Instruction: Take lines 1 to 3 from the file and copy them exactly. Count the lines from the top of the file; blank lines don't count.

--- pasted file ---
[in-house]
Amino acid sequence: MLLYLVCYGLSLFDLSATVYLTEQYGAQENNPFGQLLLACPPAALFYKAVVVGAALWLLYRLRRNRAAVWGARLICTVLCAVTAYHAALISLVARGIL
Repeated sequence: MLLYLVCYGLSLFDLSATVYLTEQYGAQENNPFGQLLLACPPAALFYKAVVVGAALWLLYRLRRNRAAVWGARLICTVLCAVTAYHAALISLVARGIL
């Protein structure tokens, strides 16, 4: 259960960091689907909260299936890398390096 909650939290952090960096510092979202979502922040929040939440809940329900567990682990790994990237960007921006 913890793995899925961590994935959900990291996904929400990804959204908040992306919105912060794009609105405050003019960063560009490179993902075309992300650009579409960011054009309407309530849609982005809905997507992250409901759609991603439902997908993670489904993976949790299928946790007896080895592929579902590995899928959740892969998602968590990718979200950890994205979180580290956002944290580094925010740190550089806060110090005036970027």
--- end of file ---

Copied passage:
[in-house]
Amino acid sequence: MLLYLVCYGLSLFDLSATVYLTEQYGAQENNPFGQLLLACPPAALFYKAVVVGAALWLLYRLRRNRAAVWGARLICTVLCAVTAYHAALISLVARGIL
Repeated sequence: MLLYLVCYGLSLFDLSATVYLTEQYGAQENNPFGQLLLACPPAALFYKAVVVGAALWLLYRLRRNRAAVWGARLICTVLCAVTAYHAALISLVARGIL